The Bayou | Welcome to Beervana™
Get The Bayou App. Our extensive beer list updated in real time with sorting and filtering capabilities. The Bayou is Utah’s premier beer bar and Cajun restaurant for …
Unbelievable history and such a fun experience.
Homestead Crater | The Crater Utah | Crater Midway Utah
Homestead Crater is a geothermal spring in a 55ft limestone dome on the grounds of Homestead Resort. Come take a soak, go snorkeling or do paddleboard yoga!
If you are looking to rescue a dog or cat, which I have many times, look no further than to these groups, which use fosters instead of temporarily housing the animals at overcrowded shelters.
Rescue Rovers Dog Adoptions
Rescue Rovers dog rescue and adoptions
Home – CAWS
Community Animal Welfare Society ( CAWS) is one of the oldest no-kill animal rescues in Utah. Over the last 20 years CAWS, our fosters and supporters have saved …
There is always something to do in this wonderful park in the middle of Salt Lake City, whether it is enjoying the rollerblading, jogging and walking paths, and the Sunday drum circle.
Liberty Park – Wikipedia
Liberty Park is a popular public urban park in Salt Lake City, Utah. It is the city’s second-largest public park, at 80 acres (32 ha), being surpassed only by …
Solitude is also a local’s dream for skiing, with shorter lines, lower than other places ticket prices and less tourists than other ski areas (think Snowbird and all of the Park City resorts). And who can forget about the Solitude FOGShttps the friendly group of skiers who host tailgates on Sundays and invite locals and tourists, but please bring something to share. Friendliest group of people from all walks of life I have met in Utah.
Solitude Fogs – Home | Facebook
Solitude Fogs. 195 likes. We are a group of drinking friends whose origins are dubious, and gather regularly to attend their skiing addiction meetings!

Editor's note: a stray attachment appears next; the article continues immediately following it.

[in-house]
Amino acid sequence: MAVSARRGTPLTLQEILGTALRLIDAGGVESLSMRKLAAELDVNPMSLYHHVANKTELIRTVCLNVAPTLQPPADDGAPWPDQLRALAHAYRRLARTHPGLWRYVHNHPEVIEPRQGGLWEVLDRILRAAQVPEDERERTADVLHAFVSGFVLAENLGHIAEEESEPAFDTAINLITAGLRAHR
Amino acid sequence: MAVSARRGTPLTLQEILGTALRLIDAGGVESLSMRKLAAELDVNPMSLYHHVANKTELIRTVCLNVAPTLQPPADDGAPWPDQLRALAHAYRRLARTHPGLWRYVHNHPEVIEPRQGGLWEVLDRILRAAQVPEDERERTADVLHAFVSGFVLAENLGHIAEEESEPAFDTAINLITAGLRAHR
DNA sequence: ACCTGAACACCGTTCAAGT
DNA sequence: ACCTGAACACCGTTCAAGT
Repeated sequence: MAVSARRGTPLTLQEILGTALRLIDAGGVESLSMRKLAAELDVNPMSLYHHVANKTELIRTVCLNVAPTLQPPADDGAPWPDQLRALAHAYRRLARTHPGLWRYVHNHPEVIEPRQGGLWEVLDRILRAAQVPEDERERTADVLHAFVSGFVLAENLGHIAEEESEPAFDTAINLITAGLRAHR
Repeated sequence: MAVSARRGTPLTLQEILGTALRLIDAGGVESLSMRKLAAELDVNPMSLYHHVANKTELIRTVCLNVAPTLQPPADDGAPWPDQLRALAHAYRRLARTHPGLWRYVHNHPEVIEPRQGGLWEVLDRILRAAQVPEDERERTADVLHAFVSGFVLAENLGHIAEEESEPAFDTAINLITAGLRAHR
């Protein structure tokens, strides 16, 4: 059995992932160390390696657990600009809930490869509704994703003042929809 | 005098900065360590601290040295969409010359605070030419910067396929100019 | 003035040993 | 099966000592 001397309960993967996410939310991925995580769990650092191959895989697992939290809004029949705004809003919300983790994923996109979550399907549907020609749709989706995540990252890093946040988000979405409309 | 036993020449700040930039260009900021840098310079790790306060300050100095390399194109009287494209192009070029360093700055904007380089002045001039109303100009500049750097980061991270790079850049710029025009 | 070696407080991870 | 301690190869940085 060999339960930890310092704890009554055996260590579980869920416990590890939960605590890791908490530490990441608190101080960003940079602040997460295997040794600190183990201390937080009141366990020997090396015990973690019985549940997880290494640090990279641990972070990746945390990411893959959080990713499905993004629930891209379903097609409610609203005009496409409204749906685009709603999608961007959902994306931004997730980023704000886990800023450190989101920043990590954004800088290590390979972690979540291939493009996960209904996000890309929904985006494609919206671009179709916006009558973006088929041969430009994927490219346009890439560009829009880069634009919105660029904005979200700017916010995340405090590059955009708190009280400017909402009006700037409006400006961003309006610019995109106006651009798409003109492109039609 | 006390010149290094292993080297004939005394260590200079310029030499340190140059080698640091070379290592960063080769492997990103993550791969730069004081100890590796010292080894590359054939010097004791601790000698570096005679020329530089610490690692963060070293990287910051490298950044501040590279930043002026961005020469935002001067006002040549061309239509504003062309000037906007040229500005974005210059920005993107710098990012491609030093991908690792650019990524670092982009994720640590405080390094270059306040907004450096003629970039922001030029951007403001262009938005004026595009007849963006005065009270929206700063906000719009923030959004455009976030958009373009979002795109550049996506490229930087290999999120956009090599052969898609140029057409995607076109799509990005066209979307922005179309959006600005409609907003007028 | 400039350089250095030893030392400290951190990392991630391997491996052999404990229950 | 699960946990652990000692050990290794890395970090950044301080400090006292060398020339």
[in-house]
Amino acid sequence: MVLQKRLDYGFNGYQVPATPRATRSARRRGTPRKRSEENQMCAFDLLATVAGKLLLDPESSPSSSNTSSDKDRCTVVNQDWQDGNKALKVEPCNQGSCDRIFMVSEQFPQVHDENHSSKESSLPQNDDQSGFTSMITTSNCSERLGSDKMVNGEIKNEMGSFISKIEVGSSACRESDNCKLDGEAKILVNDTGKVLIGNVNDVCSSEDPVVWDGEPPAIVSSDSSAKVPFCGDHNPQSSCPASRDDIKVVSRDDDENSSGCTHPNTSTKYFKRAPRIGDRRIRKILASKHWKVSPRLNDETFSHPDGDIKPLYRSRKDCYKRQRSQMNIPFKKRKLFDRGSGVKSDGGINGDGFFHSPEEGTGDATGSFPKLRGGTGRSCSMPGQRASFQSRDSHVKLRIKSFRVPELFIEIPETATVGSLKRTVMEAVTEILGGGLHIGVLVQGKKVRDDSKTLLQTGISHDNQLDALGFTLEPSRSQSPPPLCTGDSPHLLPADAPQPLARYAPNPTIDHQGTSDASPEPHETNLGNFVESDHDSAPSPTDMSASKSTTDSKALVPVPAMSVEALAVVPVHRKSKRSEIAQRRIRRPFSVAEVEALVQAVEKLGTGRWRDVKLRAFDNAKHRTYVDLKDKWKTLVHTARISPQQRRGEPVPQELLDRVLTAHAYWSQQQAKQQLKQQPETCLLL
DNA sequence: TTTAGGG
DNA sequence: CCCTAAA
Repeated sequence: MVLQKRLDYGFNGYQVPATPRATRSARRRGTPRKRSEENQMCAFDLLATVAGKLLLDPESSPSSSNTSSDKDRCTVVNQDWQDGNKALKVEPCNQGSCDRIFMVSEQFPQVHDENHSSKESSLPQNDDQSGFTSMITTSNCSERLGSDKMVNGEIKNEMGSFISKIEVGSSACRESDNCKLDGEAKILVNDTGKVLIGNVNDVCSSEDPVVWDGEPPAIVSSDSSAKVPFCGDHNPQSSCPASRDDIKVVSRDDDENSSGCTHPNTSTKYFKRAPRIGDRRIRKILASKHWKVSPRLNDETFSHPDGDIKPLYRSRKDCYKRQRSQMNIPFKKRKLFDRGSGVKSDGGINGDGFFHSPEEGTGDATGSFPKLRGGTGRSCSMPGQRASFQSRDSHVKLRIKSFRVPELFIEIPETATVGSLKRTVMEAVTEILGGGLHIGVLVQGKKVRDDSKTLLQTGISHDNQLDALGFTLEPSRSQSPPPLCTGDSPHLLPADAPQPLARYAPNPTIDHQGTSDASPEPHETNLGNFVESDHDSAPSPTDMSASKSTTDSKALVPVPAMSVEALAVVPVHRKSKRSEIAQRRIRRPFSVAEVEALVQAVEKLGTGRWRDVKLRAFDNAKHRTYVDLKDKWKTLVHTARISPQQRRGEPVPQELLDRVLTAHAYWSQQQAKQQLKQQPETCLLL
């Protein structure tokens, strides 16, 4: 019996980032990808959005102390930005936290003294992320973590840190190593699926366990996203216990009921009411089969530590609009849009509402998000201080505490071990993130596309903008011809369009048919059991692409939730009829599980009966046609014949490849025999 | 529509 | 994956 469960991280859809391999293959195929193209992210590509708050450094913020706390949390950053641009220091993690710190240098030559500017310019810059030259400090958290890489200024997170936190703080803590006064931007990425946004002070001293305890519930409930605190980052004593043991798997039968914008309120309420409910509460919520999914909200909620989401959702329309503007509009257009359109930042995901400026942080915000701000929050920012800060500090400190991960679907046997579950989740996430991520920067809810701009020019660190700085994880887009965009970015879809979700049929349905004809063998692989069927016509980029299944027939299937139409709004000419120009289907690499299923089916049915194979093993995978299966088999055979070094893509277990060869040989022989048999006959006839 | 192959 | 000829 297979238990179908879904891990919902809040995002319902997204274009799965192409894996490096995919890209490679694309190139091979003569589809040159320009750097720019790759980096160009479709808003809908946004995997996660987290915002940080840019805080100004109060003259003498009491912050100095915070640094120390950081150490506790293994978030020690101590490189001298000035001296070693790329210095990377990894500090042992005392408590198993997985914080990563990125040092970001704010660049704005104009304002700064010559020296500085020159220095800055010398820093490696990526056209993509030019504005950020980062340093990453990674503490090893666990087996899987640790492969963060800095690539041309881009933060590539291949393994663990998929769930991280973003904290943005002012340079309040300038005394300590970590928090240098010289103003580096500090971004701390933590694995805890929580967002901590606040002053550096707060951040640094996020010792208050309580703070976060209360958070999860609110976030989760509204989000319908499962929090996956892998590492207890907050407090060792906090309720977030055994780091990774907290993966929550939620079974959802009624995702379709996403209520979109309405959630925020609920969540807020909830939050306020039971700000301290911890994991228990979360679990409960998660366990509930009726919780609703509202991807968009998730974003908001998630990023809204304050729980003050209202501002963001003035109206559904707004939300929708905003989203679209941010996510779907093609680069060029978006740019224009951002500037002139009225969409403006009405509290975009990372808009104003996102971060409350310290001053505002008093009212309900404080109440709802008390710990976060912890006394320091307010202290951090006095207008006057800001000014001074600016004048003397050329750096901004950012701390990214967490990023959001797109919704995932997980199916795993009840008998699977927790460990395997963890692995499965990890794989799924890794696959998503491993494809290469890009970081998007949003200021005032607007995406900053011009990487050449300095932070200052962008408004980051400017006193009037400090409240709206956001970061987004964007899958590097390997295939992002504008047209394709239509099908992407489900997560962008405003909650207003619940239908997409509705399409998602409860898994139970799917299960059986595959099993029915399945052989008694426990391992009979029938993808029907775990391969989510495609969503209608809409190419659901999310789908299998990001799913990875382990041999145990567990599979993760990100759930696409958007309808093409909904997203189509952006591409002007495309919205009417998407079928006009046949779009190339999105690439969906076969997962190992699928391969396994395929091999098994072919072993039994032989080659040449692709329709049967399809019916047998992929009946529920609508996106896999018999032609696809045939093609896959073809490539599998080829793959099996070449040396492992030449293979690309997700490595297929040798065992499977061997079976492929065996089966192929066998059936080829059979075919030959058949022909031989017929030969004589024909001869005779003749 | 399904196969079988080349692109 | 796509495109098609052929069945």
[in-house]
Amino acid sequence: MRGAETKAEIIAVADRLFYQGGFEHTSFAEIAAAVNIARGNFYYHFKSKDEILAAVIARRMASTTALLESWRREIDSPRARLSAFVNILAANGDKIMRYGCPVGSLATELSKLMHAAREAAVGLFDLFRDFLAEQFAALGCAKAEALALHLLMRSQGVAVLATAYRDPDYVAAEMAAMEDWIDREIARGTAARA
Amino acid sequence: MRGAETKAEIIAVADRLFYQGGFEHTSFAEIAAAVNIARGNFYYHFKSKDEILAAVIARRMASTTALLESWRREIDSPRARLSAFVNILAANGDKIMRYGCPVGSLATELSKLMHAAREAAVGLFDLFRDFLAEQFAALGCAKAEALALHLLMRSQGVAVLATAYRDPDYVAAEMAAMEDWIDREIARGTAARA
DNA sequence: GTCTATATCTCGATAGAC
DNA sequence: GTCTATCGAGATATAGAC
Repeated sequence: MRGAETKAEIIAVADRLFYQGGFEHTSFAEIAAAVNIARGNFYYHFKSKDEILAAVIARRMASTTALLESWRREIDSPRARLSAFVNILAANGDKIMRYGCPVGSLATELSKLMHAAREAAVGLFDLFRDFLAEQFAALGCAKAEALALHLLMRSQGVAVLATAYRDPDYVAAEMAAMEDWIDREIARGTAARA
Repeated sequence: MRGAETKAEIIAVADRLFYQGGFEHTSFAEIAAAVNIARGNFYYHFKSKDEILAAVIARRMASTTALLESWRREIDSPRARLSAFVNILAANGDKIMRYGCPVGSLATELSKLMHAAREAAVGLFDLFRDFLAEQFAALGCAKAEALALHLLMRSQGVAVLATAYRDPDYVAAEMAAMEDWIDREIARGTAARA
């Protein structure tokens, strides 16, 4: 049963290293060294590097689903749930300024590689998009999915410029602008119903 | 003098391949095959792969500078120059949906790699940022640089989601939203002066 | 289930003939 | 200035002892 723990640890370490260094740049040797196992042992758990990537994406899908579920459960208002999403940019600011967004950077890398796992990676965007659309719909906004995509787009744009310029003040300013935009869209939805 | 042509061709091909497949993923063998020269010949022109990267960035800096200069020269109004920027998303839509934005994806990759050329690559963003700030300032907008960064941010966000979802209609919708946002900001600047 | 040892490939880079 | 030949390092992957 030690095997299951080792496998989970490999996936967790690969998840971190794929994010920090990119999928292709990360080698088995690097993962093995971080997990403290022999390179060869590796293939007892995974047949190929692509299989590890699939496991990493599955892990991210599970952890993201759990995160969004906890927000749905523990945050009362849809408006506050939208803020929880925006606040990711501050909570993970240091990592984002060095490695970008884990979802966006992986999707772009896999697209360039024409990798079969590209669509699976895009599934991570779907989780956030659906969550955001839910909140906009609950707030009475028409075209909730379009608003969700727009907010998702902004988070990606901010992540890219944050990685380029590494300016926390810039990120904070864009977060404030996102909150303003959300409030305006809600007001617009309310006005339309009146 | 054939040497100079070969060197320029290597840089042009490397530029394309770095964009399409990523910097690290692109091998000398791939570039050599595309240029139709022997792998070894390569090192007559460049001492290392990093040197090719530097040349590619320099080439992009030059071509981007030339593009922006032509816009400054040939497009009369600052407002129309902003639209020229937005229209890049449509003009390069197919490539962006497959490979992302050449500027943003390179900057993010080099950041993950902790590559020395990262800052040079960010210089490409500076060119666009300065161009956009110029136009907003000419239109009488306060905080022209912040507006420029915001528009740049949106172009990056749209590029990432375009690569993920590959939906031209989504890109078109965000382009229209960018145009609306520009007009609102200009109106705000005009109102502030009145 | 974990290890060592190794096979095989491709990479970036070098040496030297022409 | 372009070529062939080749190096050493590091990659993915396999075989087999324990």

Alpine Loop Scenic Drive | Utah.com
This 20-mile drive winds through rugged alpine canyons of the Wasatch Range offering views of Mount Timpanogos and other peaks. More Information here.
In all, Utah has transformed as much as I have in these past 25 years, spurred mostly by the 2002 Olympics when the world was introduced to this amazing state. Utah boasts having one of the best economies in the nation and luring companies for the once cheap land and labor. But with prosperity comes problems, unfortunately. Utah, with all of the growth has become known as having terrible drivers.
Nation’s worst drivers: Utahns – The Salt Lake Tribune
After looking at 2 million data points nationally about such things as car crashes, traffic tic
We also are struggling with homeless problems, high housing prices and awful air quality.
Anyway, I hope this helps some of the transplants or lifers unearth some of Utah’s hidden gems. Now, I’m going to crank up “Turn It Off” from the Book of Mormon play (from the amazingly creative South Park guys) which I recently saw at the Eccles. And take my dog hiking up Millcreek Canyon.
Eccles Theater – Salt Lake County Center for the Arts
Buy tickets to events taking place at the Eccles Theater and learn about rental opportunities through Salt Lake County Center for the Arts.